Millennial: Windows Phones a Rowboat on the Android Sea

The iPhone vs. Android meme is getting very tired yet it persists. That's the thrust of the coverage surrounding Millennial Media's "Mobile Mix" report for July 2011. Among other data, it ranks handsets and market share on the Millennial network by device type and operating system. Here are the "quick facts":

  • iOS and RIM impressions were relatively flat month-over-month
  • Android impressions grew 31% month-over-month
  • Symbian impressions grew 11% month-over-month
  • Windows Phone 7 impressions grew 71% month-over-month

The Windows Phone growth is noteworthy for the fact that that there is growth/life. By contrast comScore shows Windows/Microsoft losing share month over month. However high percentage growth from a very small base is, in actual handset numbers, not particularly meaningful. Several months of such growth would be significant however. We'll need to wait for the first Nokisoft phones to appear to see whether Windows will "make it" as an OS.

Unfortunately Millennial doesn't put much historical context into its individual reports. So I always like to take a look at the data from several months or a year ago to compare the figures. Accordingly here are several charts from this month's report and July 2010:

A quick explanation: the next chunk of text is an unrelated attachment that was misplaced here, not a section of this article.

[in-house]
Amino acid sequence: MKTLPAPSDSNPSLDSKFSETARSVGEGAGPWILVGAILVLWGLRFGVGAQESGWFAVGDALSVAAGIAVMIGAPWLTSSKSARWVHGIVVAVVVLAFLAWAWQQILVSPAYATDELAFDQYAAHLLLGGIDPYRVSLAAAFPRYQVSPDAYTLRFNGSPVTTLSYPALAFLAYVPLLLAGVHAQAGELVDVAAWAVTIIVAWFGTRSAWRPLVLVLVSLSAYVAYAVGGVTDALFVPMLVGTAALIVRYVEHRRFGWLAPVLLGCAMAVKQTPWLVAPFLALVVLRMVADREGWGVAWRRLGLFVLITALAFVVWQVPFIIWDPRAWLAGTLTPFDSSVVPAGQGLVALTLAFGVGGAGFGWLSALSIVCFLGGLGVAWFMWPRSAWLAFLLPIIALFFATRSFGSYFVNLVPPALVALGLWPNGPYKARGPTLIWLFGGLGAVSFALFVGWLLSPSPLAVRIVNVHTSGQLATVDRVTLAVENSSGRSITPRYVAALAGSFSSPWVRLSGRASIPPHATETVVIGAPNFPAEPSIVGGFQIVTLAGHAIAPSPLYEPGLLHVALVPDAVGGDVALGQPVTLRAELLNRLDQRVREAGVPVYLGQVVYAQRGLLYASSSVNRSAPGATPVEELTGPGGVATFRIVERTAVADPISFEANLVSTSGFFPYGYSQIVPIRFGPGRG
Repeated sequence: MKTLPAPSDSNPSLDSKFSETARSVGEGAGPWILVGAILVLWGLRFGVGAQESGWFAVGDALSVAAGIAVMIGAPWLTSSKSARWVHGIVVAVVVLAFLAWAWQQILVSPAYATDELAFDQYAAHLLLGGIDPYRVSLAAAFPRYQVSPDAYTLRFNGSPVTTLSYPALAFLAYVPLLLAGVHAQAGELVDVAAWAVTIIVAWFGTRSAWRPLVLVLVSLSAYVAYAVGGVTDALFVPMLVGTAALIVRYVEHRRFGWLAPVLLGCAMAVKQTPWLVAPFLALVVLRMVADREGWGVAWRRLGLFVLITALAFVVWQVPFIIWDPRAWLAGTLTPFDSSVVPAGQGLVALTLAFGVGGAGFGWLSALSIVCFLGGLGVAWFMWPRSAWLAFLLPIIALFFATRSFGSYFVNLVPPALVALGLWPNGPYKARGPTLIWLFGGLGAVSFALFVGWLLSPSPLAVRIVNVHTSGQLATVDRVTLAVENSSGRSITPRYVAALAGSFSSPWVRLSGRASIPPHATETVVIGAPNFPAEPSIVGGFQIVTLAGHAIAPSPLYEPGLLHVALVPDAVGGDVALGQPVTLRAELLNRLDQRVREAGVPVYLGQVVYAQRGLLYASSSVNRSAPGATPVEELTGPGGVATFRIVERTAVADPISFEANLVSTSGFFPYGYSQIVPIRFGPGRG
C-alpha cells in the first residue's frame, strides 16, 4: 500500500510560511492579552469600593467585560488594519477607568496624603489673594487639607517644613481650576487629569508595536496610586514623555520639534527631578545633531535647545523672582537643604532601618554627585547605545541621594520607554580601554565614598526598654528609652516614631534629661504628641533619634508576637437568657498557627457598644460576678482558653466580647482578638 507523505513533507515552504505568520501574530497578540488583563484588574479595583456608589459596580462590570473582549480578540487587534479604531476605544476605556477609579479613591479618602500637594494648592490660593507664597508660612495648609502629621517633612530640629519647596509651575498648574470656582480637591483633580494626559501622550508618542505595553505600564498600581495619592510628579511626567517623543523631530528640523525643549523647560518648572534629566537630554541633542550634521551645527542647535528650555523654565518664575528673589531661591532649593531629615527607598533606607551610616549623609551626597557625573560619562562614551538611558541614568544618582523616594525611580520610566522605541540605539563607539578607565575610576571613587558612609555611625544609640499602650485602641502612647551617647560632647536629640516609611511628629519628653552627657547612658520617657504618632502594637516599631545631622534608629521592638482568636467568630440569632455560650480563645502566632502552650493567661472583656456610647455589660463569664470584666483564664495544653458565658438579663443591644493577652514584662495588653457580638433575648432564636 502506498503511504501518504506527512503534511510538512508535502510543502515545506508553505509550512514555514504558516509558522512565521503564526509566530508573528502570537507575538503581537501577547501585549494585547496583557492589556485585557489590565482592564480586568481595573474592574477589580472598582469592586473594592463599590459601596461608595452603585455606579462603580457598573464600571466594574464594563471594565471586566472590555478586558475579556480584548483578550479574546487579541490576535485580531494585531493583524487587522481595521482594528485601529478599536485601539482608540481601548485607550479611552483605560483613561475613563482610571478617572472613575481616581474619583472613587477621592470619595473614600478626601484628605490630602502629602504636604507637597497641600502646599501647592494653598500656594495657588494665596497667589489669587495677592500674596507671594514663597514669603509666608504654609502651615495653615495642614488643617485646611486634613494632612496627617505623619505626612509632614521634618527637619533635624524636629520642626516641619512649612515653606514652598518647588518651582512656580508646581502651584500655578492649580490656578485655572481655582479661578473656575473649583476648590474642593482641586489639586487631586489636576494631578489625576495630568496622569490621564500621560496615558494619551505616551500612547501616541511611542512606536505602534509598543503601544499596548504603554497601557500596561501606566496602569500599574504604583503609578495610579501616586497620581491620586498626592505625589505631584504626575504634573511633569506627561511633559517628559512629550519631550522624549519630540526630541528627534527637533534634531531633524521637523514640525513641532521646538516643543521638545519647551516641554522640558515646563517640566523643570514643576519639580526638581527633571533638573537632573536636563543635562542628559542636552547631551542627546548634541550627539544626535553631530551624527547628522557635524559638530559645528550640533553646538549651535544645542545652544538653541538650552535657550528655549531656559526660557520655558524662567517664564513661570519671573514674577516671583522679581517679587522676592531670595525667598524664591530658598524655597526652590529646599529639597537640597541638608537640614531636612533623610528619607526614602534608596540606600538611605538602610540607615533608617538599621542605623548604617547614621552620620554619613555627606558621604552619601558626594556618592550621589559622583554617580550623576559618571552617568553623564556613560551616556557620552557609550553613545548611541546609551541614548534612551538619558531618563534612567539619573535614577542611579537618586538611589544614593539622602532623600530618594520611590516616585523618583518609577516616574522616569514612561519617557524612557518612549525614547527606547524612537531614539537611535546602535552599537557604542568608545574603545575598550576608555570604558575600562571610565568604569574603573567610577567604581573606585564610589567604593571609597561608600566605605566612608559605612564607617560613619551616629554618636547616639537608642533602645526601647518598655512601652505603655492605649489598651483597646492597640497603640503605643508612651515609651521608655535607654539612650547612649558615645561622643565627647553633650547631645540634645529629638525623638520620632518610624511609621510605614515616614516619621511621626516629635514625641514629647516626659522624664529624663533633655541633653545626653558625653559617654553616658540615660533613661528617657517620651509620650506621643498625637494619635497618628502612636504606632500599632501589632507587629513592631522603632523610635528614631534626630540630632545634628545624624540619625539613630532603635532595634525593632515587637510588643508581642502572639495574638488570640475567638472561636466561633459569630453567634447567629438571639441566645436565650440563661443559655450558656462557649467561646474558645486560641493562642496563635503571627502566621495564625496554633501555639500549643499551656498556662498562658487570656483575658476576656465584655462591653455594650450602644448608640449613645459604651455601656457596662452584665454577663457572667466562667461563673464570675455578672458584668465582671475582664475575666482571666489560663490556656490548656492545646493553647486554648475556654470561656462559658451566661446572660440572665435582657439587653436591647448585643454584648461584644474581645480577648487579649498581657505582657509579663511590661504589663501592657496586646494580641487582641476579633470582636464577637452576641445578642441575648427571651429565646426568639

Top handsets on the network (7/10 then 7/11):

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The iPhone has maintained its top position and RIM is holding on with three handsets in the top 20 vs. four a year ago. But otherwise it's all Android.

Operating system share (7/10 then 7/11):

 Screen shot 2011-08-24 at 8.10.24 AMScreen shot 2011-08-24 at 8.09.51 AM

As you can see smartphones have grown from 49% to 68% on the network. In the US market smartphones are about 40% of all handsets now according to Nielsen. As you can also see, the relationship between iOS and Android has flipped in a year with Android handsets now representing 61% of all impressions. 

In terms of monetization and revenue, however, Android continues to underperform its share while Apple devices outperform their relative share. 

Screen shot 2011-08-24 at 8.11.14 AM

Finally, as PaidContent has pointed out, one of the more interesting pieces of data surrounds "carrier" usage. Over the past year WiFi access has grown from 26% to 33%. This is probably a direct result of the use of "connected devices" (e.g., the iPad) more than any other variable. 

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However as carriers eliminate unlimited data and throttle speeds on their networks, on the go users will increasingly seek alternatives that offer cheaper and/or faster access to their applications and the mobile Internet.